“By the time you get this letter I will be in Europe. I am going to Spain,” wrote 19-year-old Joe Selligman Jr. to his parents in December 1936. “Please don’t try to follow or catch me or anything.” The senior from Swarthmore College would become the first American to fight in the Spanish Civil War (1936-1939) — one of roughly 2,800 — and the first to be killed.
Now, almost 80 years later, Selligman Jr. is remembered in an intimate new book, "Spain in Our Hearts," released on March 29 by noted author and journalist Adam Hochschild. In it, he tells the compelling story of American volunteers and journalists who fought and reported on the Spanish Civil War.
Largely eclipsed today by World War II, Hochschild points out in his book that the New York Times ran over 1,000 front-page headlines about the war in Spain from mid-1936 to early 1939. In fact, it outnumbered other important stories focusing on President Roosevelt, the Great Depression and the rise of Nazi Germany.
Many historians today say that the Spanish Civil War was the first battle of World War II. On one side, famous writers and poets like Ernest Hemingway, Pablo Neruda and George Orwell supported the socialists, communists, anarchists and other groups of the democratic Republic, chronicling stories of volunteers from the United States, Britain and more countries that would later become allies during World War II. On the other side, Adolf Hitler’s Germany and Benito Mussolini’s Italy supported the military coup led by Spanish fascists and monarchs under Francisco Franco.
But for Hochschild, important social and political issues dividing the world — the gap between rich and the poor, tensions between governments and their citizens over land disputes, education, work and civil rights — transformed Spain into a crucial battleground for people then and now.
“Are there times when military involvement in a distant conflict is justified?” Hochschild asks in the book.
Americans then saw in Spain a mirror where their biggest political ideals and darkest fears played out brutally against each other on the battlefield. And while the United States government maintained its uncompromising neutrality, this did not deter Americans from getting involved on both sides.
Young men and women all over the country volunteered to fight and raise money for Spain’s democratic Republic. But others, like the Norwegian immigrant Torkild Rieber, chairman of the Texaco oil company, fueled Nazi planes that bombed Spanish cities and American volunteers fighting on the battlefront.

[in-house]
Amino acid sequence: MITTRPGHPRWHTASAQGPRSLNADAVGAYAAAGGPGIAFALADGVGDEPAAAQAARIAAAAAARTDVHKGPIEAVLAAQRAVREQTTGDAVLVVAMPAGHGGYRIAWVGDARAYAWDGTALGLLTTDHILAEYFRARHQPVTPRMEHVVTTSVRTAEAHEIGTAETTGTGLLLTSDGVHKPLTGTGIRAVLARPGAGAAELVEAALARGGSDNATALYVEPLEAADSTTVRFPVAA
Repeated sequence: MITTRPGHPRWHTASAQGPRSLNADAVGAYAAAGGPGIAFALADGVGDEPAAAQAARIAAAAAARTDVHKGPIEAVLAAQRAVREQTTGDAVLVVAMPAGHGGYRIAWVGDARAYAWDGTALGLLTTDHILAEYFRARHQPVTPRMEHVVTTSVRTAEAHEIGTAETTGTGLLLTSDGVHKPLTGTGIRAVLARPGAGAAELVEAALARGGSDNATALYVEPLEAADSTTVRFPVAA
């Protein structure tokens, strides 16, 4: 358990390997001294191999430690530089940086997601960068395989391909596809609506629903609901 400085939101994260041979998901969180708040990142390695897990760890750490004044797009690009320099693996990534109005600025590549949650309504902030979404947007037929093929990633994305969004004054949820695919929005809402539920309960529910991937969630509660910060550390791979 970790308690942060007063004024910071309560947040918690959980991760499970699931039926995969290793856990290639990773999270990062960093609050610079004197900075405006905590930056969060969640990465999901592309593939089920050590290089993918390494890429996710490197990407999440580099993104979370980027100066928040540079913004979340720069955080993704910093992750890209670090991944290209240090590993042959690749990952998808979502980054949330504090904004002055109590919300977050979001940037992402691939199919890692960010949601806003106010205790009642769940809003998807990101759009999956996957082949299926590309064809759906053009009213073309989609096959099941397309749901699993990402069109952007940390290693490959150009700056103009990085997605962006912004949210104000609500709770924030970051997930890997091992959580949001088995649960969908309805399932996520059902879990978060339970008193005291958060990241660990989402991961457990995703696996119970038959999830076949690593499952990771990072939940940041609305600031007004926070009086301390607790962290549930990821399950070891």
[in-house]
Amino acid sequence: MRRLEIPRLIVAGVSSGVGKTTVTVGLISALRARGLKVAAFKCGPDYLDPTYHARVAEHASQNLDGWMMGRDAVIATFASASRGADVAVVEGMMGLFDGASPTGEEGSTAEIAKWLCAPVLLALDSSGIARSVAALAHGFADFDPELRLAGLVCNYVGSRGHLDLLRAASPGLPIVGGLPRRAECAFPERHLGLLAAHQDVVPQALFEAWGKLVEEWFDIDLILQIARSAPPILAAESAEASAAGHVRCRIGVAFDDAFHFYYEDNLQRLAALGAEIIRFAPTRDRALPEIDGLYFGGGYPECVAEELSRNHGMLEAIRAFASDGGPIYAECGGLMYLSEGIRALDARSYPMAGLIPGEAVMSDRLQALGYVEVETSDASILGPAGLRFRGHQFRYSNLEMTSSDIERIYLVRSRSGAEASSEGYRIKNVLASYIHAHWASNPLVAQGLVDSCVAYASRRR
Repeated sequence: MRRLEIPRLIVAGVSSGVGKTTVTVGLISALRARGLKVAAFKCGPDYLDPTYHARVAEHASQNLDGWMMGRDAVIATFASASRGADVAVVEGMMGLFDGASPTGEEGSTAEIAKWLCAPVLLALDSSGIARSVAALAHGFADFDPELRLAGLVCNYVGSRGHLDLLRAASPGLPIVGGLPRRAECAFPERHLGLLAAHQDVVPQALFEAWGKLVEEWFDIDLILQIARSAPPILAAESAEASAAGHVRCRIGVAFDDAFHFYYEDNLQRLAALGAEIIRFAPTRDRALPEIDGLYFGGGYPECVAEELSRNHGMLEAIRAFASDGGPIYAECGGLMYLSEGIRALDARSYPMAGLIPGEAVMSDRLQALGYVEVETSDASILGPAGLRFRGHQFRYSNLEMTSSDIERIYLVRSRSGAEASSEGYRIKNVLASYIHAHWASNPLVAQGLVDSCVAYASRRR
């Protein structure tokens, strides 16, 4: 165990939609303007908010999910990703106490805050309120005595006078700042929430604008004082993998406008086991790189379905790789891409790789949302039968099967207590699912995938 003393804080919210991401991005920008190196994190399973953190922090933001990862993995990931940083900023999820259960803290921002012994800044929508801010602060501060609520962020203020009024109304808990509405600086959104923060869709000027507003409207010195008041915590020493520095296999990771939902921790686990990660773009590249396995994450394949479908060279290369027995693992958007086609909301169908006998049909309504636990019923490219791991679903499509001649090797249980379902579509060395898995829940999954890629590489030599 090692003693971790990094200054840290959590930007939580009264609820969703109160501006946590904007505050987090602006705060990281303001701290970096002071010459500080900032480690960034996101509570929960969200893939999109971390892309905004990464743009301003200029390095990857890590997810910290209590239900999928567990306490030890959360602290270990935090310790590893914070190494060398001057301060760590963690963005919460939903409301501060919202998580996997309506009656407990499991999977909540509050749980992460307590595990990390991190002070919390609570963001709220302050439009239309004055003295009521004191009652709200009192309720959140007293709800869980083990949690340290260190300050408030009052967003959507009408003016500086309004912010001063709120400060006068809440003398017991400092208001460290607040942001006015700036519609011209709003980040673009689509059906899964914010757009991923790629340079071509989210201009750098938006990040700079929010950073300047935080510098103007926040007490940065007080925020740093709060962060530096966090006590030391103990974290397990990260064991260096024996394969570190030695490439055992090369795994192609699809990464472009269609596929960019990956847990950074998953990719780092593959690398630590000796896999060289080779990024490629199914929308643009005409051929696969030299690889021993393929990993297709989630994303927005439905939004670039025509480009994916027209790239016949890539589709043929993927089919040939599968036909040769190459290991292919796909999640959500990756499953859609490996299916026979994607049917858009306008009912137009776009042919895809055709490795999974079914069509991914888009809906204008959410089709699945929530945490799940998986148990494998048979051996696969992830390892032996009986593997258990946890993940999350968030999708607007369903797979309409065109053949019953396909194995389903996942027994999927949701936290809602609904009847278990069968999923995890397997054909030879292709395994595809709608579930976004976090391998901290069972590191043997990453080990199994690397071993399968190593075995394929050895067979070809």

Hochschild also points out how the Spanish Civil War still brings up important questions that influence US foreign policy today. “Are there times when military involvement in a distant conflict is justified?” he asks in the book.
For American volunteers then, the crisis in Spain was not only a moral awakening, but it also became a blueprint for other social causes that they would champion after the war.
“This is why so many men from around the world volunteered to fight,” Hochschild explains in the book, referring to the moral convictions that drove them to Spain. “And why, decades later, I saw Lincoln Brigade veterans [the 2,800 American volunteers serving in different units with almost 40,000 men and women from 52 countries in the International Brigades became collectively known as the Abraham Lincoln Brigade], enthusiastically cheered when they appeared in demonstrations for civil rights or against the Vietnam War in the 1960s, or against US intervention in Central America in the 1980s.”
And the stories of these everyday people — farmers, factory workers, teachers, students and writers, among others — still inspires Americans to rise above political and social differences to find common ground in the “kindred soul” of democracy.
In an op-ed for the New York Times on March 24, John McCain, the Republican senator from Arizona, saluted Delmer Berg, the last American volunteer from the Spanish Civil War who died at the age of 100 in February.
McCain, who had fought in Vietnam against the communists and was captured as a POW by Northern Vietnamese, could have easily been Berg’s enemy. The Abraham Lincoln Brigade veteran was a member of the US Communist Party and protested the Vietnam War. But McCain found solidarity in Berg’s selfless conviction to stand up for humanity.
“I don’t believe in most of the things Mr. Berg did, except this,” McCain wrote. “I believe ‘any man’s death diminishes me, because I am involved in mankind…’ And I salute him. Rest in peace.”
The Arizona senator quoted from a John Donne poem, which gives the title to Ernest Hemingway’s famous novel about the Spanish Civil War “For Whom the Bell Tolls.”
Similarly, Hochschild’s “Spain in Our Hearts” captures that heroic spirit that pushes everyone to defend ideas, causes and places bigger than themselves.
Hochschild will be presenting his book in New York on Thursday at the McNally Jackson Bookstore.